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Originally published September 30, 2011 at 7:52 PM | Page modified September 30, 2011 at 9:26 PM

Seattle officials back Dorn's symbolic statement against education-funding cuts

Superintendent of Public Instruction Randy Dorn is refusing to give the governor a list of potential ways state education funding can be cut to help close a projected $2 billion revenue shortfall. He sent a letter to Gregoire this week saying that doing so would violate the state constitution and his oath of office.

Seattle Times education reporter

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In a symbolic showdown between Gov. Chris Gregoire and Superintendent of Public Instruction Randy Dorn, Seattle education officials are not surprisingly taking Dorn's side.

Dorn is refusing to give the governor a list of potential ways state education funding can be cut to help close a projected $2 billion revenue shortfall. He sent a letter to Gregoire this week saying that doing so would violate the state constitution and his oath of office.

"I cannot, in good conscience, submit a budget ... that is consistent with (your) requirements," he wrote.

It's a symbolic move: All parties, including Dorn, have acknowledged education funding will be cut when the Legislature convenes in November to deal with the shortfall. The only question is where the cuts will be.

And by not submitting a list of ideas to guide the Legislature — as all of the other agency directors have — Gregoire spokesman Cory Curtis says Dorn is making it harder for the state to make "the best decisions for the kids."

"We get that Randy Dorn doesn't want to do this," Curtis said. "We empathize with that. The governor doesn't want to do this either. But we have to do this and everybody else is coming to the table with various options so we can at least have a dialogue about it."

The state's Office of Financial Management will identify potential cuts on its own, although it will consult with Dorn's office, a spokesman said.

When asked for a reaction to Dorn's letter, several Seattle Public Schools officials offered their support.

"State Superintendent Dorn has taken a strong stance, and a strong stance is warranted," said Seattle School Board member Peter Maier, who is running for re-election this year. "The state needs to stop using cuts to K-12 education as an answer."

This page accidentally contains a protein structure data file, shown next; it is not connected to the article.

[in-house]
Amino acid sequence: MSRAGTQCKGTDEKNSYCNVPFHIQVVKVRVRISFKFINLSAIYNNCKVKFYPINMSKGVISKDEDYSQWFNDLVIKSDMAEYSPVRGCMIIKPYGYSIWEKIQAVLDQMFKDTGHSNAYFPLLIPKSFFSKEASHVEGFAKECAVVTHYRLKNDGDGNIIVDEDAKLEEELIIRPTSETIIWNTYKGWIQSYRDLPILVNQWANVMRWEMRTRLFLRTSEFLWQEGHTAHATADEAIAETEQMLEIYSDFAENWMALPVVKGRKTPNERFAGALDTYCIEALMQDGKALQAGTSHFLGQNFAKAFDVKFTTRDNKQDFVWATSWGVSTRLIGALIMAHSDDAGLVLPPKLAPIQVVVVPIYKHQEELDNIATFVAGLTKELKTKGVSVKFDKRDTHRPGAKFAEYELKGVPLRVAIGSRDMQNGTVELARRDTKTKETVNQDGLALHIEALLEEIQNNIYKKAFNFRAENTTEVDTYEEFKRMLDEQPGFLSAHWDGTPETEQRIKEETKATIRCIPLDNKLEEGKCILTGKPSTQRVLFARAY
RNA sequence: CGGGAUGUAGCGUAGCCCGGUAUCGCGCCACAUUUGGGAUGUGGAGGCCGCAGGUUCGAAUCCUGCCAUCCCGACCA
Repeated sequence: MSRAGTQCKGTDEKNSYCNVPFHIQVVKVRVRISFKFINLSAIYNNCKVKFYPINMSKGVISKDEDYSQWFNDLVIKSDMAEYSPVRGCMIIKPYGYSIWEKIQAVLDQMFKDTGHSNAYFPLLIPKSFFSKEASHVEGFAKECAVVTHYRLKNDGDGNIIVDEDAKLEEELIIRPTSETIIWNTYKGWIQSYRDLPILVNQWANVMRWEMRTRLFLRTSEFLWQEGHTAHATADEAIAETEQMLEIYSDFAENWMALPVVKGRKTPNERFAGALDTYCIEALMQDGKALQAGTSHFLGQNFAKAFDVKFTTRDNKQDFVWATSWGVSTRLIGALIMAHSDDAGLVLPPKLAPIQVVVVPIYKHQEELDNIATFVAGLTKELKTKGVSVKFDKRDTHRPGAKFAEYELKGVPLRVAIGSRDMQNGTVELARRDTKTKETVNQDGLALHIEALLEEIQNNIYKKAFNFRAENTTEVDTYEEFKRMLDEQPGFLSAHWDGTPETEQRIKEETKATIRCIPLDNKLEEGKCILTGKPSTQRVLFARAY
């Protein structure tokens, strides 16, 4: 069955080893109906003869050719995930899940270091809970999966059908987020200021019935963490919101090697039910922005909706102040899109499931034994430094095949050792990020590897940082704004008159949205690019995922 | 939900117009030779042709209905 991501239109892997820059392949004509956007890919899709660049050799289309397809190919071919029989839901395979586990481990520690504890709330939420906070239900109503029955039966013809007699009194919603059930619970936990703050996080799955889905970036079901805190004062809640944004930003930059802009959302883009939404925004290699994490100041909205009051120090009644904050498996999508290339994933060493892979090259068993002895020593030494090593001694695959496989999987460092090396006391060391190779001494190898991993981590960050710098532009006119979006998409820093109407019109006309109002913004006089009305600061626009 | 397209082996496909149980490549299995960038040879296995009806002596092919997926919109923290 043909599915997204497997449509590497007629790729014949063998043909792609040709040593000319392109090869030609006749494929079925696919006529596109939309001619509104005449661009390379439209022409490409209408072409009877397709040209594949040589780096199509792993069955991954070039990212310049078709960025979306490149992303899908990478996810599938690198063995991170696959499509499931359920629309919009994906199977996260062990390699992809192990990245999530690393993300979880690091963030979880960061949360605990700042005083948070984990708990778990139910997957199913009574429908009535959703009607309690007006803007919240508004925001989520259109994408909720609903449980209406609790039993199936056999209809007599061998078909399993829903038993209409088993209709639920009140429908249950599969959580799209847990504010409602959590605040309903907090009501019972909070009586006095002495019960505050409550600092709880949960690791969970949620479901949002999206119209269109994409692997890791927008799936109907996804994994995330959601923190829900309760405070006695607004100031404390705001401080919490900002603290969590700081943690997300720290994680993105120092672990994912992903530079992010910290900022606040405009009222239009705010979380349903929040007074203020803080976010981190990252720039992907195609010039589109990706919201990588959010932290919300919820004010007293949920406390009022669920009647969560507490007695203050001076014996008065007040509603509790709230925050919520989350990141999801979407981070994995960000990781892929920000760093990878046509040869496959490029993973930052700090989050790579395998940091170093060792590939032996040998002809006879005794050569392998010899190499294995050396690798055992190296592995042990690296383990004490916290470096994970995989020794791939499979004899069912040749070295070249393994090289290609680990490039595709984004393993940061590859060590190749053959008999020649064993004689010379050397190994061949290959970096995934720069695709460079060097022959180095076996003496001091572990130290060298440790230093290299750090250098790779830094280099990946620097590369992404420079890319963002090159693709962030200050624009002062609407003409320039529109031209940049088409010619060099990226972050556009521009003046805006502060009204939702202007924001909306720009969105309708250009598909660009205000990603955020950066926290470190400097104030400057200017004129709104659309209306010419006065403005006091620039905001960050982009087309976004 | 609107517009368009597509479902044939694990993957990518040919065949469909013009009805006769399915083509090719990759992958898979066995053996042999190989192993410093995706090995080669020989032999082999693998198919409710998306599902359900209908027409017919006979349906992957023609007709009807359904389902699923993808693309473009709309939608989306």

Glenn Bafia, the executive director of Seattle's teachers union, said further cuts would do "permanent harm to students."

Holly Ferguson, the school district's director of policy and government relations said district officials "appreciate Superintendent Dorn's strong advocacy for K-12 education."

But Marty McLaren, a former Seattle teacher now running for the School Board, dismissed the letter as "political posturing," although she said the state isn't adequately funding education.

Last month, with revenue forecasts continuing to come in below expectations, Gregoire asked all state agencies to submit ideas for slicing 10 percent from their respective budgets. That meant $97 million in nonbasic education cuts.

But Dorn, who believes the Legislature has already violated its constitutional obligation to fully fund basic education, did not respond by the Sept. 22 deadline. His letter of explanation was expected.

Last year, a King County Superior Court judge ruled that the state was indeed violating its obligation. The state is appealing that decision. Oral arguments were heard in June, and a ruling is expected this year.

Spokesmen for Dorn and Gregoire said the funding disagreement shouldn't be seen as anything more than a disagreement over policy.

"It really is not a fight. It's not about that," Dorn spokesman Nathan Olson said. "We have the utmost respect for the governor and the really tough position that she's in."

But the two elected officials have clashed before. Most prominently, in January, when Dorn called the governor's plan to create a unified State Department of Education a "smoke screen." That plan, in which Dorn would have reported to the governor, never came to pass.

Curtis, the governor's spokesman, said the letter shouldn't affect how the elected officials work together in the future.

For more coverage of Seattle Public Schools, follow Brian M. Rosenthal on Twitter at http://twitter.com/SeaTimesK12.

Brian M. Rosenthal: 206-464-3195 or brosenthal@seattletimes.com

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